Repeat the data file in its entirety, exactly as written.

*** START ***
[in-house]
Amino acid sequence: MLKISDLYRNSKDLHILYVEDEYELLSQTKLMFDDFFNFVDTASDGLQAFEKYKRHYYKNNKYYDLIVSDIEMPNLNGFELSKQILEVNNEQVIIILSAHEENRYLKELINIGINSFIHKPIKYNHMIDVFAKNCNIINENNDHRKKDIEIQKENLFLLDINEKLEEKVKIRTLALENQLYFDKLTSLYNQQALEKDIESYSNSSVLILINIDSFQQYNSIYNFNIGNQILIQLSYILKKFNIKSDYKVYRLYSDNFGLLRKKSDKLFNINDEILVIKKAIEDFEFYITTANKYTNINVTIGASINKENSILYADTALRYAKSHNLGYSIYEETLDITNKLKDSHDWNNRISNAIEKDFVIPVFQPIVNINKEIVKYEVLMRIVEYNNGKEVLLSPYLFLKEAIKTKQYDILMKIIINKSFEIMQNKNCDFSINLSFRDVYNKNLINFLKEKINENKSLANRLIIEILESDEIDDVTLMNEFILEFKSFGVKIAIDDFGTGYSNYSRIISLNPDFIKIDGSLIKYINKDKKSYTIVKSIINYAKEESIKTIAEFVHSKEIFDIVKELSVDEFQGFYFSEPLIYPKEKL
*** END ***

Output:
[in-house]
Amino acid sequence: MLKISDLYRNSKDLHILYVEDEYELLSQTKLMFDDFFNFVDTASDGLQAFEKYKRHYYKNNKYYDLIVSDIEMPNLNGFELSKQILEVNNEQVIIILSAHEENRYLKELINIGINSFIHKPIKYNHMIDVFAKNCNIINENNDHRKKDIEIQKENLFLLDINEKLEEKVKIRTLALENQLYFDKLTSLYNQQALEKDIESYSNSSVLILINIDSFQQYNSIYNFNIGNQILIQLSYILKKFNIKSDYKVYRLYSDNFGLLRKKSDKLFNINDEILVIKKAIEDFEFYITTANKYTNINVTIGASINKENSILYADTALRYAKSHNLGYSIYEETLDITNKLKDSHDWNNRISNAIEKDFVIPVFQPIVNINKEIVKYEVLMRIVEYNNGKEVLLSPYLFLKEAIKTKQYDILMKIIINKSFEIMQNKNCDFSINLSFRDVYNKNLINFLKEKINENKSLANRLIIEILESDEIDDVTLMNEFILEFKSFGVKIAIDDFGTGYSNYSRIISLNPDFIKIDGSLIKYINKDKKSYTIVKSIINYAKEESIKTIAEFVHSKEIFDIVKELSVDEFQGFYFSEPLIYPKEKL